Refreshing, original, organic...Perhaps the three most important elements in elevating a good release from the level of average mediocrity to superior artistic skills. A disc you will probably find yourself coming back to again and again. -- Brent Black, CriticalJazz

While discussing Laura Kenyon...."she has an oaken style that recalls Rosemary Clooney..." -- Nick DeRiso,

Not to be confused with rambling, "Blue Passion" has a course it follows. That course being thoughtful and logical progressions which delight and excite this jazz fan. No open ends, no aimless wandering, all songs are complete within themselves. Yet as an entire experience each track enhances the previous and establishes groundwork for the next. So independently and as solo pieces, "Blue Passion" succeeds in offering some of the finest instrumental jazz available today. -- Len Rogers, Stonewall Society

Paralic begins with “Steps,” an interesting combination of drummer Vinnie Sperrazza’s polyrhythms and West Coast cool. Paralic’s work has plenty of open spaces for collaboration and, as Mike McGinnis (clarinet), Elias Bailey (bass) and then pianist Art Hirahara solo, each adds his own shades and colors to Paralic’s work. McGinnis, on clarinet this time, is particularly impressive during a final sparring session with Sperrazza, who brilliantly bashes away as McGinnis makes a series of stabbing runs.--Nick Deriso,

"Composer and arranger Drew Paralic employs a fine quartet to perform his Wintertime Tunes. Elias Baily plays bass with Vinnie Sperrazza on drums and Mike McGinnis playing sax and clarinet. Piano duty is handled by David Pearl with Bennett Paster and James Newman each taking the bench for one tune. Laura Kenyon sings on the opening and closing tracks framing a package that is fit for more than the chills of the season. Among the best are "Down in Soho", "Steps" and "Finally 2001". Each of these songs swings gently with a jovial spirit that will usher you through any wintertime blues." -- D. Oscar Groomes,  O's Place Jazz Magazine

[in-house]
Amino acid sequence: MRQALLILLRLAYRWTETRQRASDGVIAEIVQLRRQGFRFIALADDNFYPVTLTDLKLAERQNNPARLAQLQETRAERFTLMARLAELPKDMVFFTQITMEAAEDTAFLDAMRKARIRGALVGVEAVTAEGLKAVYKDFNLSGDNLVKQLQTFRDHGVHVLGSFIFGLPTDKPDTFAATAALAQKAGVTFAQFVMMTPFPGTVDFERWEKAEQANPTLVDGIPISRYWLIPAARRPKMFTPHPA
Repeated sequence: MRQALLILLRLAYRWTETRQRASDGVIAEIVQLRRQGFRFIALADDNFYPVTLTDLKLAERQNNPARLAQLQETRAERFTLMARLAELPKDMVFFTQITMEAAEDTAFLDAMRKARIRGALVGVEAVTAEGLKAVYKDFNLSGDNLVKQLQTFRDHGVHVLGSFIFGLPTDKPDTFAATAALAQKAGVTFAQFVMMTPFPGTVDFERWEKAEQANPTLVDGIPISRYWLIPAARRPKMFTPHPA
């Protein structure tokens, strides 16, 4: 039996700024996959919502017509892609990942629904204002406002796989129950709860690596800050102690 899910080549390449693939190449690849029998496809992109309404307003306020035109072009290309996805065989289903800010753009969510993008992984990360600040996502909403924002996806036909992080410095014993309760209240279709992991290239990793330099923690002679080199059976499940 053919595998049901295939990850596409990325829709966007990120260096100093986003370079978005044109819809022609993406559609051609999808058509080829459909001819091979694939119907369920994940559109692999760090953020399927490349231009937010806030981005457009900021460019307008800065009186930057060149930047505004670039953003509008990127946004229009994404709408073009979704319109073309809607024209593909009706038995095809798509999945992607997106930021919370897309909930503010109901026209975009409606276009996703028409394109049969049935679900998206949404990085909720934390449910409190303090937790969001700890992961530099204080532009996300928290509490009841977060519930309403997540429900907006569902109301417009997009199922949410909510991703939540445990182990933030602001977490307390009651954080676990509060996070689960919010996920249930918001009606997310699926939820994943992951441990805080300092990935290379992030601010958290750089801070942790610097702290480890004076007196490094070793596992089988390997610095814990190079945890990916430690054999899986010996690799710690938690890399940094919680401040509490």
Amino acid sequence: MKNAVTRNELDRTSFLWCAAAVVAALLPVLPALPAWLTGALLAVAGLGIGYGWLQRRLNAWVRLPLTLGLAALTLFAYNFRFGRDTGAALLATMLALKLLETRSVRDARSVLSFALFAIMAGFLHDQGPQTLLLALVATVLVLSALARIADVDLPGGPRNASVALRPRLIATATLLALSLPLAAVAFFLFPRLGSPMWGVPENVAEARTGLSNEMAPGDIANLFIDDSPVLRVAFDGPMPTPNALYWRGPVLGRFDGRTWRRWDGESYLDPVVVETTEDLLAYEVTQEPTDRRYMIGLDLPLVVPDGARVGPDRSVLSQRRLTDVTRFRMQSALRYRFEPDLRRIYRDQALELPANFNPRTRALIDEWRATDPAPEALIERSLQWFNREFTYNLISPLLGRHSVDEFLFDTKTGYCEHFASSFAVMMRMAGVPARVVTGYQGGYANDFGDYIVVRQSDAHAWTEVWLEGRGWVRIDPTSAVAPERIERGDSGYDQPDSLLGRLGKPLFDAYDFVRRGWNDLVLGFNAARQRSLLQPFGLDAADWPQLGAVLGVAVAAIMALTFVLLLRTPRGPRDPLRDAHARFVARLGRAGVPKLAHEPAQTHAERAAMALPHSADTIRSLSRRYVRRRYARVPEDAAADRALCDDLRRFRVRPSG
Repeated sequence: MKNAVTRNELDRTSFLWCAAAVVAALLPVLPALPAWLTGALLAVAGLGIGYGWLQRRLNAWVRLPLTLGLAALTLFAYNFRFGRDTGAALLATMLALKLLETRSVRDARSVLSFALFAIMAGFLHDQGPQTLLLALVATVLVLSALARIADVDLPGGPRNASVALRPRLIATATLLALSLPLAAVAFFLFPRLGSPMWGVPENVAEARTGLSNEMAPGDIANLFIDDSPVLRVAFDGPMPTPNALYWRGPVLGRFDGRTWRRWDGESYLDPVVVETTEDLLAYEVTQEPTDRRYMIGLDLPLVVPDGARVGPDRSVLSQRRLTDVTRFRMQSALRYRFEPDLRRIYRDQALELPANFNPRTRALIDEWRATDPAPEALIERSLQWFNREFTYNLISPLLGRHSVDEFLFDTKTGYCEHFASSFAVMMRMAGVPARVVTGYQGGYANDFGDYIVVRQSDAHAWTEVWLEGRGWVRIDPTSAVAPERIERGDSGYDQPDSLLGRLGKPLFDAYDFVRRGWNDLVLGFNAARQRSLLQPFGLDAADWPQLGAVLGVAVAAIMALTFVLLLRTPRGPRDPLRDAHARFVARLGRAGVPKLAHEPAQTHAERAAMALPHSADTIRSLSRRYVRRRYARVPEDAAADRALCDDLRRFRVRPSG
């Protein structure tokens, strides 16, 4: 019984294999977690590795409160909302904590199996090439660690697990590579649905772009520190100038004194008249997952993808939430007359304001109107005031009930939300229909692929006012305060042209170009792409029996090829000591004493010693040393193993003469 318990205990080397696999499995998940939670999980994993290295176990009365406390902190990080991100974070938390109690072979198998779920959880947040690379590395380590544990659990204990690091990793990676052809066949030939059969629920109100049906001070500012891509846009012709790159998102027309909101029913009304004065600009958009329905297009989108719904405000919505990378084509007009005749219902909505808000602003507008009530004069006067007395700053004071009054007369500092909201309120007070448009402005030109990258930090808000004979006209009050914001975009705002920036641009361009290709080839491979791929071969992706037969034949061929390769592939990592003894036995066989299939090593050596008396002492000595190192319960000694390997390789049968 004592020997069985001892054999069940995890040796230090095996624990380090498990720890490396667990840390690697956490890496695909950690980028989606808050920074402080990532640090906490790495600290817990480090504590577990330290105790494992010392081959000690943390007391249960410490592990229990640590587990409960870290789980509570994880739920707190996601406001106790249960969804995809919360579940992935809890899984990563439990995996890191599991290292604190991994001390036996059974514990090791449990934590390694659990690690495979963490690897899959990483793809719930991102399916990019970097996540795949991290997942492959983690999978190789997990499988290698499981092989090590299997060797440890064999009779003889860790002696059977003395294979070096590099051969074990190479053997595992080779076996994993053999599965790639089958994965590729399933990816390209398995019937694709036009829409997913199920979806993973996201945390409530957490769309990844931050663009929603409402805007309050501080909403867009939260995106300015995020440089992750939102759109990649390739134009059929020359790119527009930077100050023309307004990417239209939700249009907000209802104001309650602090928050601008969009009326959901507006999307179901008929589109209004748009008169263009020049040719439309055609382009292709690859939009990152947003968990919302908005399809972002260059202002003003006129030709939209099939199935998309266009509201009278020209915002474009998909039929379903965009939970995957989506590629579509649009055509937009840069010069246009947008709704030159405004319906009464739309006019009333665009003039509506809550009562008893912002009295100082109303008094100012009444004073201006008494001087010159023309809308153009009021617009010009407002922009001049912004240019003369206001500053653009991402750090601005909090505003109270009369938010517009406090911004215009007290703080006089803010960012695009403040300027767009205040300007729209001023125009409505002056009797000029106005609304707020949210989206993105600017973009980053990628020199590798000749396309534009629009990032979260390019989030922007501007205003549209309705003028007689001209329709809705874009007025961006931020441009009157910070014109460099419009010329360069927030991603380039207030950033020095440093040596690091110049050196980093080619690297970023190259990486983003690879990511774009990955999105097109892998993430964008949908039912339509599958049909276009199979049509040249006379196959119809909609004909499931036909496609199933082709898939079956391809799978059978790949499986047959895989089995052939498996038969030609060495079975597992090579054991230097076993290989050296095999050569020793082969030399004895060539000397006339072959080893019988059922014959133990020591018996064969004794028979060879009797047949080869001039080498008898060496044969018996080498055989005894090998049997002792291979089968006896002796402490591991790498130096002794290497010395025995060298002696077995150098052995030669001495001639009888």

The other jazz instrumentals have a similar, December-ish demeanor. The mid-tempo track “Down in Soho” has a glinting melody accentuated by McGinnis’s tempered tenor sax and Paster’s polished piano and evokes what might have happened if keyboardist Bill Evans had performed with saxophonist Paul Desmond.--Doug Simpson, Audiophile Audition (Web Magazine)

"...the talent he has gathered together for this album makes his music sparkle."--Jack Goodstein,

(David) Pearl then downshifts Roll With It, Baby on Paralic’s concluding “Prelude d’Ennui,” a shattering solo lament filled with hard-won truths and frayed emotions.  It’s final, quiet reminder of how consistently intriguing Paralic’s thoughts are, even if they are coming out through someone else’s voice. -- Nick DeRiso, All

Paralic has a gift for melody that is wonderfully embellished by the musicians.  While not specifically a Christmas album, the opening track does have a Christmas theme, and the designation of the compositions as “Wintertime Tunes” pushes this highly listenable collection into the package of recordings for seasonal consideration.  CD Review: Jersey Jazz for the December issue; Review by Joe Lang 

"All in all an incredibly solid work that would find most listeners appreciating the variety and obvious attention to detail that has gone into this recording. Paralic continues to impress with variety, texture and a certain air of unpredictability that will have you reaching for this disc again and again. I enjoy going past the traditional new release in an attempt to bring to your attention that hidden gem you may have missed. This would be one of those jewels well worth the time to check out. "--Brent Black, discussing "Roll With It, Baby" in

"let us introduce you to a newcomer to jazz! tracks from drew paralic's "too little, too late" have been included in this weeks playlist. paralic has composed and arranged tunes for this album which are reminiscent of the days of coltrane, lester young, and bill evans. my own personal interest was sparked when listening to mike capobiancos keyboard prowess as he gives a solid performance including incredible solo work. capobiancos's style of playing has great variety and moves from one feel to another with ease. he kept my attention... the only weakness in this project might be in the production...however, the content and musicality merits our listening. enjoy! " 
--Dr. Mike Methaney,, January 2004